“It’s hard to measure that because the cost of the police officer is seen in the city’s budget. Somebody has to find the money,” Khatib says. “The benefit of hiring a police officer is not in the city budget.”
Better policing is about more than numbers, though. How a department approaches its task is crucial, too. Khatib’s embraced community policing, which the International Association of Chiefs of Police website DiscoverPolicing.org defines as developing community partnerships, engaging in problem-solving and implementing community policing organizational features.
In Lawrence, that means building relationships with citizens, community groups and other agencies over time, and requiring all officers to interact as positively as possible with the public.
“There is an expectation of a certain level of interaction with the community,” Khatib says. “We expect officers to exercise a certain level of humility and a servant style of leadership and service.”
Departmental training addresses not only the skills needed while responding to calls and investigating crimes, but also how to increase non-confrontational interactions with the public. That might be at any of the 60 or so parades, game days and other events (including NCAA tournament celebrations) throughout the year.
Or, it could be participating in neighborhood meetings and picnics, visiting schools, making presentations and meeting with minority populations. Officers also support programs like a police camp for kids, Boys and Girls Club of Lawrence Birthday Beat and Blue Santa, and serve on dozens of boards including Big Brothers and Big Sisters of Douglas County, Just Foods and Willow Domestic Violence Center.
The idea is to be proactive in solving problems of concern to the community, including those surrounding the issue of race. The department’s newly renamed Citizen Advisory Board for Fair and Impartial Policing advises it on racial and other bias-based policing issues, and dealing with those biases is an integral part of its training programs.
Such training ensures “to the best extent possible (officers) are conscious of their biases and making sure they don’t use their biases in the way they go about doing their duties,” Khatib says.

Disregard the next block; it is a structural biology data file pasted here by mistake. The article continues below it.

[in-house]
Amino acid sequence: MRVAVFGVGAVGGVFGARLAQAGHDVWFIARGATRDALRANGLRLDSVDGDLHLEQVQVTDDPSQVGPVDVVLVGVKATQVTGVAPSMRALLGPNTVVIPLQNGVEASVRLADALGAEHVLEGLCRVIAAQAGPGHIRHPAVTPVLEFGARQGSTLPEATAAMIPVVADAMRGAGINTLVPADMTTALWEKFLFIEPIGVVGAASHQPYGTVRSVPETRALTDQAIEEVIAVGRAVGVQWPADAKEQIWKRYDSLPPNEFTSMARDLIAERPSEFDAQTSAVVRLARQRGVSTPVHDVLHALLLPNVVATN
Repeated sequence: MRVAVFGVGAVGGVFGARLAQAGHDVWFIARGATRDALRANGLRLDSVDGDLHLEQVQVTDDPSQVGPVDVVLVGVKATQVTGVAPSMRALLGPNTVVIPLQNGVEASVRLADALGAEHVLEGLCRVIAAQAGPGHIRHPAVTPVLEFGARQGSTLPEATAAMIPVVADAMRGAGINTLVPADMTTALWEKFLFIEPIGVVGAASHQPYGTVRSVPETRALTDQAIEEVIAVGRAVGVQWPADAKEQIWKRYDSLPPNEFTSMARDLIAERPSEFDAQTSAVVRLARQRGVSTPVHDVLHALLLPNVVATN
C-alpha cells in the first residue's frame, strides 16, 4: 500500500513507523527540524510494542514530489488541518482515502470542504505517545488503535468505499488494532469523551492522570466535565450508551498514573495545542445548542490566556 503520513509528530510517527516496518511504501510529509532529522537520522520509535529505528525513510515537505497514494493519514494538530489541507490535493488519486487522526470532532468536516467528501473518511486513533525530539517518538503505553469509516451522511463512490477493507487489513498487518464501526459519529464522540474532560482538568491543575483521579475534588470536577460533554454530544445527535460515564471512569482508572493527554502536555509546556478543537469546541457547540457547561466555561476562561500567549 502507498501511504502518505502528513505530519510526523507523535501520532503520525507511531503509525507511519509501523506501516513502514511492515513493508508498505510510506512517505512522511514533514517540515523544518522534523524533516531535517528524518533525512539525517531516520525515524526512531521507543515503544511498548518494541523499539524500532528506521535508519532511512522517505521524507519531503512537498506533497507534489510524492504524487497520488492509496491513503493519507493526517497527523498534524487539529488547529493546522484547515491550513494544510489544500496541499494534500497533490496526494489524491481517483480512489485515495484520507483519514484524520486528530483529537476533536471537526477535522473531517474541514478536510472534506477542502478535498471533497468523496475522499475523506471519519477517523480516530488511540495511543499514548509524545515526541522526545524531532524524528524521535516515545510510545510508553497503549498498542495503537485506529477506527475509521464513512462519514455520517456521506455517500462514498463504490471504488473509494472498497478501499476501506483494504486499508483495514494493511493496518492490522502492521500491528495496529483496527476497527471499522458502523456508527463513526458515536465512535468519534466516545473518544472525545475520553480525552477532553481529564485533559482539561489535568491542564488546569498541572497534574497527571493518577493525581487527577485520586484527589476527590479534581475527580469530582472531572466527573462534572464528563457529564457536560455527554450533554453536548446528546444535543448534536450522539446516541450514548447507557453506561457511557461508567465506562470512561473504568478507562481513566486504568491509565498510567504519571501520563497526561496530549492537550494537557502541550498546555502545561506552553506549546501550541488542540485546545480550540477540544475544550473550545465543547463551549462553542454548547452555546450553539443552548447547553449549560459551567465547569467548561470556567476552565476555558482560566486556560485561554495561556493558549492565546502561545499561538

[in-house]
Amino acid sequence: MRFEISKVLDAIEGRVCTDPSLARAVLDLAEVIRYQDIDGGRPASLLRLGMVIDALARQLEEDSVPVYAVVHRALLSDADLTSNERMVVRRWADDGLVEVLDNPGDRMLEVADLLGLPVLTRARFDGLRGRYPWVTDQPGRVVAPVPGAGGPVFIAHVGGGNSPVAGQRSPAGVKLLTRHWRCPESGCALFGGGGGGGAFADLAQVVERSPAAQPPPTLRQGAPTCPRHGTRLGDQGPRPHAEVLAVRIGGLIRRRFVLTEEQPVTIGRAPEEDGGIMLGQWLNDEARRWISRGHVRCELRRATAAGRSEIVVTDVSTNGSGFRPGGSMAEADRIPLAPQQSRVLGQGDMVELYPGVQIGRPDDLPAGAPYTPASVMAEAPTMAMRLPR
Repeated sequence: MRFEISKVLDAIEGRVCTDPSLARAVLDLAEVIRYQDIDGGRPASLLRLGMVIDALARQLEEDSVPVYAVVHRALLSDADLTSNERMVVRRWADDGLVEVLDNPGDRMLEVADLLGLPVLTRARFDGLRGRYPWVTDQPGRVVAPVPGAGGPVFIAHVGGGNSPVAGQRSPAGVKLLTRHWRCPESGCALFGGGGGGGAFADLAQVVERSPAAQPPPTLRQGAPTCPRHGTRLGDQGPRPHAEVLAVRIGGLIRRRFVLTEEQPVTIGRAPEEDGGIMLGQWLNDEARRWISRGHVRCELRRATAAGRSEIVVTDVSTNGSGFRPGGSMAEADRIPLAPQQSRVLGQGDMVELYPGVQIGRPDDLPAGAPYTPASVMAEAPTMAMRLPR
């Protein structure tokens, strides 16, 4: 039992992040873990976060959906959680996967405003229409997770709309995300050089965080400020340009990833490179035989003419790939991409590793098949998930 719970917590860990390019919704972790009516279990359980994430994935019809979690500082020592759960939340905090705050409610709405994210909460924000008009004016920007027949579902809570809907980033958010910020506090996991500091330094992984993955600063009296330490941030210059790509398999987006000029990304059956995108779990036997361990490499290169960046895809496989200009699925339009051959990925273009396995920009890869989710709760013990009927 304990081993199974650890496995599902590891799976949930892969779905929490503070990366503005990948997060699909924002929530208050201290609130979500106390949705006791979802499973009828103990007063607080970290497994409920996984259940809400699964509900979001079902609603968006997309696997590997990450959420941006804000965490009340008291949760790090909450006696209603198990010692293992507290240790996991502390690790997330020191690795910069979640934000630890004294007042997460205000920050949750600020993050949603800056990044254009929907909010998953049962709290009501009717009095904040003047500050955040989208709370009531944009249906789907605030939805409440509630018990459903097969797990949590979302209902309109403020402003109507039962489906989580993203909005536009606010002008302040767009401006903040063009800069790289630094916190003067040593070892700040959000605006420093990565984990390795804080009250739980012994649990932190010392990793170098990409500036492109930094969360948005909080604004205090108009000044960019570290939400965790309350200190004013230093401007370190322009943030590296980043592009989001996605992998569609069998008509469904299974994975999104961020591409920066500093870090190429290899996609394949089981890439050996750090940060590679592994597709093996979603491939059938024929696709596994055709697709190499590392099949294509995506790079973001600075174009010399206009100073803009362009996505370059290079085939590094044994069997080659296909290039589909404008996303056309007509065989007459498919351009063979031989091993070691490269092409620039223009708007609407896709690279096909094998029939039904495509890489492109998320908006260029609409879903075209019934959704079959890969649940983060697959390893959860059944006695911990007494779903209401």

Employees also receive mental-health training through a program developed with the help of the Bert Nash Community Mental Health Center. And a new program created by the Douglas County Crisis Intervention Training Council, together with Baldwin, Eudora, Douglas County and other agencies, will soon begin.
Other efforts focused on leadership, crisis response, diversity, fair and impartial policing, as well as peer support and stress management, further improve readiness.
Still, one challenge overshadows all of these efforts: the need for a new facility.
“Part of recruitment, training, retention—all those things we talk about —is having adequate facilities,” says Khatib, who believes what the department now has is wholly inadequate.
The department now operates out of six locations: the Law Enforcement Center on 11th Street; the Investigations and Training Center on Bob Billings Parkway; Animal and Parking Control near 9th and New Hampshire streets; a Morton block building on east 15th Street that’s used for property storage; a facility on Stone Barn Terrace where response vehicles are housed; and the Douglas County Public Works Shop on east 23rd Street, which includes property and evidence storage.
That adds up to 37,489 square feet, or less than half of what the department needs to function efficiently, according to a Lawrence Police Department PowerPoint presentation on facilities needs. And all of it suffers from safety, structural, security, accessibility and space limitations.
“We need a facility that fits our department now,” says Khatib, who says a facility could cost $25 million to $30 million.
As focused as Khatib is on facility, training, technology and other structural issues, though, he’s never lost his enthusiasm for public service or his love for the job. Despite all the changes during the years, he says, the core appeal remains.
“Law enforcement is still about people. It’s still about interacting with the community,” Khatib says. “It’s still about customer service and investigative curiosity as a police officer. Those things are the same.”